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Kids and Chemicals - JPop.com
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Kids and Chemicals

Kids and Chemicals

Kids and Chemicals


Boasting a uniquely southwest Missouri electronic style, sibling duo Elizabeth and Patrick Carney are the heart and soul of Kids and Chemicals. Drawing from a kaleidoscope of musical styles, Kids and Chemicals’ beat-driven tracks reference hip-hop, soul, early I (E)DM and jazz, and the result is unexpected and stunning. Patrick Carney’s production is dark and turbulent, and singer Elizabeth Carney melodic vocals are a perfect match. Whether howling Read more on Last.fm
Boasting a uniquely southwest Missouri electronic style, sibling duo Elizabeth and Patrick Carney are the heart and soul of Kids and Chemicals. Drawing from a kaleidoscope of musical styles, Kids and Chemicals’ beat-driven tracks reference hip-hop, soul, early I (E)DM and jazz, and the result is unexpected and stunning. Patrick Carney’s production is dark and turbulent, and singer Elizabeth Carney melodic vocals are a perfect match. Whether howling through a flurry of hyper-edited pops and buzzes or harmonizing alongside vibrant synth melodies, her vocals are haunting and, at times, savage.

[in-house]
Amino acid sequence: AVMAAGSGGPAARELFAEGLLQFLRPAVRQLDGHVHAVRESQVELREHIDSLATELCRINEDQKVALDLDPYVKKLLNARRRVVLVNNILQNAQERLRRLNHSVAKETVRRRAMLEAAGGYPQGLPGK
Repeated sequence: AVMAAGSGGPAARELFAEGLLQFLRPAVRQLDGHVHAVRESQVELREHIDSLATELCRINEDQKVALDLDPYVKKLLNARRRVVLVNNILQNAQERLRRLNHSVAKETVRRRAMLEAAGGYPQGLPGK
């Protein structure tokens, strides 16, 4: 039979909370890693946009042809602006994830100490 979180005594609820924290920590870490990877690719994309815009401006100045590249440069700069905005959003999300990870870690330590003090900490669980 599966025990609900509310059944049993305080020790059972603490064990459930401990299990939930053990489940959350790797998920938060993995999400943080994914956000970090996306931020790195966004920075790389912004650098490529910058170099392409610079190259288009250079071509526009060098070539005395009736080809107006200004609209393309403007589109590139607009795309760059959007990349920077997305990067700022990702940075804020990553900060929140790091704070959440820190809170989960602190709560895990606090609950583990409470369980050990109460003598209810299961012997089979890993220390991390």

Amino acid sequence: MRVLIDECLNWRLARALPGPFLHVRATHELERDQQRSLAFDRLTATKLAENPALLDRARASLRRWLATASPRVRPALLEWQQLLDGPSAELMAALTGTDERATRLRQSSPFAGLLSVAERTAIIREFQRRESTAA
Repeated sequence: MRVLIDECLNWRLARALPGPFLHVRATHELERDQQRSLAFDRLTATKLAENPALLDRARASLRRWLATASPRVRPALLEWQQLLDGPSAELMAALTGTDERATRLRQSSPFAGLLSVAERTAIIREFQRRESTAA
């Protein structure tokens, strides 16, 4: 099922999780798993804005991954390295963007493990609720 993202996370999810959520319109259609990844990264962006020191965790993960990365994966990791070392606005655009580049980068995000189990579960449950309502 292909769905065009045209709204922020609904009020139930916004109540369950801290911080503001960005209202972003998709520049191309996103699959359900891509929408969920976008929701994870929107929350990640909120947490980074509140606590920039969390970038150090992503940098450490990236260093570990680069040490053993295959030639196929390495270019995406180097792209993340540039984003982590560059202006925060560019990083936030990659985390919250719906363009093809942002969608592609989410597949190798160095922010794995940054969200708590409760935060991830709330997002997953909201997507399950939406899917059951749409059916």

Live, the pair (with the addition of drummer Blake Mixon) execute a distinctly memorable, high-energy performance that incorporates 'on-the-fly' beat editing and improvisation. Kids and Chemicals formed in early 2010 and released their first self-titled record in 2011, with this EP as the perfect follow up. “This album is only five tracks, but we spent more time and energy working on it than we did on our ten-track LP,” said producer Patrick Carney about “Pale Horse”. Carney went on to describe the new record’s inspiration: “We went through a few different concepts, but all the lyrics we settled on seemed to revolve around an apocalyptic theme, so the album became a sort of amalgam of our visions of the end of the world,” he said.

“We're both kind of fascinated with all things eschatological, so it was a natural theme to explore for this album, although it’s not terribly dark. I don't think either of us see the apocalypse as a particularly dark subject, but simply an inevitability - it’s interesting to hypothesize the form it will take when it finally happens, and that’s what we tried to do with these tracks.” Read more on Last.fm. User-contributed text is available under the Creative Commons By-SA License; additional terms may apply..
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